Young women at risk of having a pulmonary embolism—a potential life-threatening blockage in a lung artery—should first undergo a ventilation/perfusion lung scan (V/Q scan) rather than a CT (computed tomography) angiogram, conclude authors in an article published in the September Journal of Nuclear Medicine.
“A V/Q scan can be the first choice—but the CT angiogram is the classic choice—for diagnosing a pulmonary embolism,” noted H. Dirk Sostman, a professor of radiology and executive vice dean at Weill Cornell Medical College in New York City and chief academic officer at the Methodist Hospital in Houston, Texas. “A ‘very low probability’ V/Q lung scan—together with a ‘low probability’ objective clinical assessment—is as reliable as a CT angiogram and allows a doctor to evaluate whether a pulmonary embolism is present or not,” added Alexander Gottschalk, a professor of diagnostic radiology at Michigan State University in East Lansing.
A noninvasive V/Q scan involves two tests using radioactive material to measure breathing (ventilation) and circulation (perfusion) in all areas of the lungs, said Gottschalk, who has performed research with studies like the Prospective Investigation of Pulmonary Embolism Diagnosis (PIOPED) project for more than 30 years. V/Q scans reduce the radiation to the breast by about 70 times on average compared to higher-radiation procedures such as computed tomography pulmonary angiography (CTA), he explained.
“While CTA is the major test used widely to detect pulmonary embolisms, it is associated with higher radiation risk, especially for young women of reproductive age,” said Gottschalk. “The combination of a low probability V/Q scan and low probability clinical assessment is extremely effective,” said Sostman. “Our study is important for doctors—and their patients—since tests show that high radiation doses to the breast from CT, especially important in young women, may increase their risk of breast cancer,” he added.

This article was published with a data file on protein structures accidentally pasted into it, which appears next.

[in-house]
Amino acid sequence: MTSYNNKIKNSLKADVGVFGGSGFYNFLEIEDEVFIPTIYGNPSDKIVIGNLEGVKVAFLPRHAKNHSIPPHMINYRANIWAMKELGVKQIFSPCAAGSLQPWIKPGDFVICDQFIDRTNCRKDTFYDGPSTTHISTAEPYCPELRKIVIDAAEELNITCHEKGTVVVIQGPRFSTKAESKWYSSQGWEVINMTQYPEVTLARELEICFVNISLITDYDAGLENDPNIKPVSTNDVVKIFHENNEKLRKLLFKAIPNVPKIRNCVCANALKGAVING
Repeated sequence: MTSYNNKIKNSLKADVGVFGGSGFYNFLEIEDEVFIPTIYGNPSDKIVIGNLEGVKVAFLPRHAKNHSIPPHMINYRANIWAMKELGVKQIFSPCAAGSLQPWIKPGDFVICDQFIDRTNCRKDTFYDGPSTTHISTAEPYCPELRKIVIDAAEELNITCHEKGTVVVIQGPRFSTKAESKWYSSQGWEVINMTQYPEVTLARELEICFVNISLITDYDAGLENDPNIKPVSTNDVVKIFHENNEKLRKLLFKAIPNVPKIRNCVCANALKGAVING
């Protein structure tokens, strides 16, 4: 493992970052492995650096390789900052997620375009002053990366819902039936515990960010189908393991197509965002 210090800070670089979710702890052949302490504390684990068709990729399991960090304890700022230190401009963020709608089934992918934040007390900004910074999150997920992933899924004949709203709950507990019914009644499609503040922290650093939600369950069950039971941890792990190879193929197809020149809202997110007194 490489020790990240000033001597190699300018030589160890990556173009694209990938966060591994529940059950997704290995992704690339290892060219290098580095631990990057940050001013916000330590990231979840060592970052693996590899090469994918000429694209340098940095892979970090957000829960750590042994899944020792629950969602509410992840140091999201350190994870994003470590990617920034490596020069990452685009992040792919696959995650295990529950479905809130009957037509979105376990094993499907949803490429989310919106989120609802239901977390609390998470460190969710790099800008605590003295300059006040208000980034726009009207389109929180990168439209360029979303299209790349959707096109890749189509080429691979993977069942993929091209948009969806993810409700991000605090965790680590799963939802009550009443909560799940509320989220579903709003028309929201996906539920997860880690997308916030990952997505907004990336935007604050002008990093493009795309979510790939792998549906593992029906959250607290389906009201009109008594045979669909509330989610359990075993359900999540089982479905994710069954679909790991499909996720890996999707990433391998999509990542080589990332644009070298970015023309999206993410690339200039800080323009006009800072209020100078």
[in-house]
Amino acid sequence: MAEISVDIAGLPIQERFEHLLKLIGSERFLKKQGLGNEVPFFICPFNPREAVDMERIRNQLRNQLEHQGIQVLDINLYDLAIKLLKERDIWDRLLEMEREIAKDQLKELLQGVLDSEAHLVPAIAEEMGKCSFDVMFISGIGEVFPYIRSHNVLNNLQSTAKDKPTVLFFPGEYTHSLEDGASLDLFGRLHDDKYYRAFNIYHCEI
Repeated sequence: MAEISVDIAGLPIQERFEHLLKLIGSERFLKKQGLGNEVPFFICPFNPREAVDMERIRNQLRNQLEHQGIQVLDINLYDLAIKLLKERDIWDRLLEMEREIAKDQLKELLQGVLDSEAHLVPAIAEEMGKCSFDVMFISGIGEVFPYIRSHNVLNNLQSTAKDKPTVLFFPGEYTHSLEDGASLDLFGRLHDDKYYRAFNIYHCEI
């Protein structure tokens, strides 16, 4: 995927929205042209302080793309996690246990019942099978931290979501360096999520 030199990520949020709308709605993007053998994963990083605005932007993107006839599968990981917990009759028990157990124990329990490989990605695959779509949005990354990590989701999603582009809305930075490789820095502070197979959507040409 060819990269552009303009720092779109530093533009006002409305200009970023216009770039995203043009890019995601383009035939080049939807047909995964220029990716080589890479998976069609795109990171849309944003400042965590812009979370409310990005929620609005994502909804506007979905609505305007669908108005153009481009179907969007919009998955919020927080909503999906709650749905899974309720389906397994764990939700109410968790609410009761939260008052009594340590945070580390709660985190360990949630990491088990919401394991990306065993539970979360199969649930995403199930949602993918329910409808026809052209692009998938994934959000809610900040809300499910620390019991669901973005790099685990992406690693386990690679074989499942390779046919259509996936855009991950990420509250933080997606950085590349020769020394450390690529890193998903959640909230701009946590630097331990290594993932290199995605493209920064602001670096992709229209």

A pulmonary embolism is a sudden blockage in a lung artery, usually occurring when a blood clot travels to the lung from a vein in the leg. This condition can cause permanent damage to a part of the lung. And, if a blood clot is large—or if they are numerous—a pulmonary embolism can cause death. According to statistics, at least 100,000 cases of pulmonary embolism take place each year in this country, and it is considered the third most common cause of death in hospitalized patients. A person’s risk at getting a pulmonary embolism doubles every 10 years after the age of 60.
In their study, Gottschalk and Sostman analyzed the prospectively gathered data from PIOPED II, a large-scale, multicenter trial. “Very Low Probability Interpretation of Ventilation Perfusion Lung Scans in Combination With Low Probability Objective Clinical Assessment Reliably Excludes Pulmonary Embolism: Data From PIOPED II” appears in the September issue of the Journal of Nuclear Medicine. Additional co-authors include Paul D. Stein, St. Joseph Mercy Oakland Hospital, Pontiac, Mich., Wayne State University, Detroit, Mich.; and Fadi Matta and Afzal Beemath, St. Joseph Mercy Oakland Hospital, Pontiac, Mich.
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